Published: Fri, June 09, 2017
Hi-Tech | By Ellis Neal

Honda Plans Self-Driving Cars by 2025

Honda Plans Self-Driving Cars by 2025

In a statement, the company clarified that it will install its autonomous freeway drive system in vehicles by 2020, giving itself an additional five years to develop vehicles that can handle all necessary road conditions without human assistance. SAE's rating system goes up to Level 5 for full automation.

Honda Sensing was first introduced on the 2015 Honda CR-V and has since been applied to the Honda Civic, Pilot SUV, Ridgeline pickup and just-launched 2018 Odyssey minivan.

The announcement follows Honda's goal to build level 3 autonomous vehicles by 2020 which includes self-merging on motorways, changing lanes by reacting to traffic, exit slip roads and navigate traffic jams but compared to the level 4, the driver must be prepared to handle the auto within a given time when needed. They took rides in a Honda Accord equipped with the latest technology to drive through several complex driving scenarios. Deep Learning technology can sense and respond to complex driving environments without the use of Lidar or GPS, Honda said.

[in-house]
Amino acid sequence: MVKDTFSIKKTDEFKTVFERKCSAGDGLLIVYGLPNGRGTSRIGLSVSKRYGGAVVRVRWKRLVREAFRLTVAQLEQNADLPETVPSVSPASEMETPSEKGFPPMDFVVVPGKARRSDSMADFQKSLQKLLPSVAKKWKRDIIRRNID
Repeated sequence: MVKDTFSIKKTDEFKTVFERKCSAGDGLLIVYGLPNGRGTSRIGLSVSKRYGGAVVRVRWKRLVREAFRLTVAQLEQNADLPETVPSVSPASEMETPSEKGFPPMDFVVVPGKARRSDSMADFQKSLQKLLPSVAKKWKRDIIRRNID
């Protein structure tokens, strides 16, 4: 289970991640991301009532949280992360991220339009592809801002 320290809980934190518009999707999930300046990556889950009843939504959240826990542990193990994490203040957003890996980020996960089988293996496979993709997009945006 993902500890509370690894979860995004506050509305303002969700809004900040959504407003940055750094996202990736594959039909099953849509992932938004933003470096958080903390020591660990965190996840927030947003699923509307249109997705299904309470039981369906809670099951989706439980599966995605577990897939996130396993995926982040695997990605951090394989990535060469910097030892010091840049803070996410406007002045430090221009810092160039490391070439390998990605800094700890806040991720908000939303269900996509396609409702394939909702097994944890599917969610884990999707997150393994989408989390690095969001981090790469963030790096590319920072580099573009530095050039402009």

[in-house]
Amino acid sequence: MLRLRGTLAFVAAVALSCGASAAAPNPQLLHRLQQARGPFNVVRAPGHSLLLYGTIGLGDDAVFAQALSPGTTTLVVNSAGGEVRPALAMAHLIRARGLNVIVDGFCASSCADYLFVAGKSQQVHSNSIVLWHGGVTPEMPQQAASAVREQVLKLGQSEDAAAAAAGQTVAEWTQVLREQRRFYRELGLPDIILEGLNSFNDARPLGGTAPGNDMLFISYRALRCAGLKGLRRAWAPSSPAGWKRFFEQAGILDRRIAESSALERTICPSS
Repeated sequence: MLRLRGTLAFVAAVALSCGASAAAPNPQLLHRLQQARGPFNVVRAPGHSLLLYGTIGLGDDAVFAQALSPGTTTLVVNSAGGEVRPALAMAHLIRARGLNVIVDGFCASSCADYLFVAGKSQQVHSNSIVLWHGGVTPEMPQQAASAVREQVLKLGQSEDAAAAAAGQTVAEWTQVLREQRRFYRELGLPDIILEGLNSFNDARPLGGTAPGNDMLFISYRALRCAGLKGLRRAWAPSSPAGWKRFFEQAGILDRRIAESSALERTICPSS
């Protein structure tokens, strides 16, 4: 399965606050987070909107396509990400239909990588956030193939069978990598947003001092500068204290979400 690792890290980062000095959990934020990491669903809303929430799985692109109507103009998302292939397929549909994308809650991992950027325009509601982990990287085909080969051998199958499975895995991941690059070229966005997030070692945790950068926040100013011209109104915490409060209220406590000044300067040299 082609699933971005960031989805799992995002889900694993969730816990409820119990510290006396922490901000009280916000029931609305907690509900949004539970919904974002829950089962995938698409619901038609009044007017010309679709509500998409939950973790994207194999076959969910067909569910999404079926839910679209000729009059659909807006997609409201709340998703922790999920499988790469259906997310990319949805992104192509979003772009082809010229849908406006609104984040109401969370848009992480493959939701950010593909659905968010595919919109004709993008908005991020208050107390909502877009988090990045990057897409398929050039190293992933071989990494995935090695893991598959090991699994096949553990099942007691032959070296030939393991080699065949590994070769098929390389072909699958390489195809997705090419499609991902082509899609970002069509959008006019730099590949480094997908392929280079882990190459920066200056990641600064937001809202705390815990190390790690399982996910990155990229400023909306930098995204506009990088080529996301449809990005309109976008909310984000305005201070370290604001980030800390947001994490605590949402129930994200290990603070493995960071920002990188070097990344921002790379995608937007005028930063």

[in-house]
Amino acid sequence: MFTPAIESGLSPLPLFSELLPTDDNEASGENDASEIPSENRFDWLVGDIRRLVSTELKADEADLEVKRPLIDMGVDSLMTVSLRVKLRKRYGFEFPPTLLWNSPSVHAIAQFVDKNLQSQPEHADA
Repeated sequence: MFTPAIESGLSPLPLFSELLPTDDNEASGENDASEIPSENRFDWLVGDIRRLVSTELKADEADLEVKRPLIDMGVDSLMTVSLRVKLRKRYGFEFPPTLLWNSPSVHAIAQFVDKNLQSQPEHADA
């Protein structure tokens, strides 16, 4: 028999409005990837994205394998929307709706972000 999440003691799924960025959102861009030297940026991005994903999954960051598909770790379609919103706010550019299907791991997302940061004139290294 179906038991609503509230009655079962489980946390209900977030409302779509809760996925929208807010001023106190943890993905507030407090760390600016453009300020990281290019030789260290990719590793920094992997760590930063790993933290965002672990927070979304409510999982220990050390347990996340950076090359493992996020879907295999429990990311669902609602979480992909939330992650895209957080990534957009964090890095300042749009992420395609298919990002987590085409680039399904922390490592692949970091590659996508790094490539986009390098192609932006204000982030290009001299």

Achieving such capabilities will require artificial intelligence to detect traffic movements, along with a battery of cameras and sensors to help avoid accidents.

By 2030 Honda wants two-thirds of its global sales to be made up of electrified vehicles.

In the area of autonomous driving, Honda said it's aiming to roll out fully self-driving cars in 2025, or at least four years later than the planned offerings by automakers such as Nissan, Ford Motor Co. and Volvo Cars. Among many new announcements, Takahiro confirmed the brand will strengthen the development of electric vehicles and will work on autonomous technologies ready for highway use in 2020. In addition to a previously announced EV made for the China market by 2018, a dedicated EV model for other global regions is now being developed. A recent report ranking the entrants in the self-driving development space listed the Japanese company at the back of the pack at 15, well behind the rest of its more traditional peers.

Between now and then, Honda will attempt to keep development costs in line by increasing coordination between its R&D and manufacturing departments, as the company moves forward with both advanced safety systems and electrification. Some of the development projects will include what the chief officer describes as a "high-efficiency plug-in hybrid system unique to Honda".

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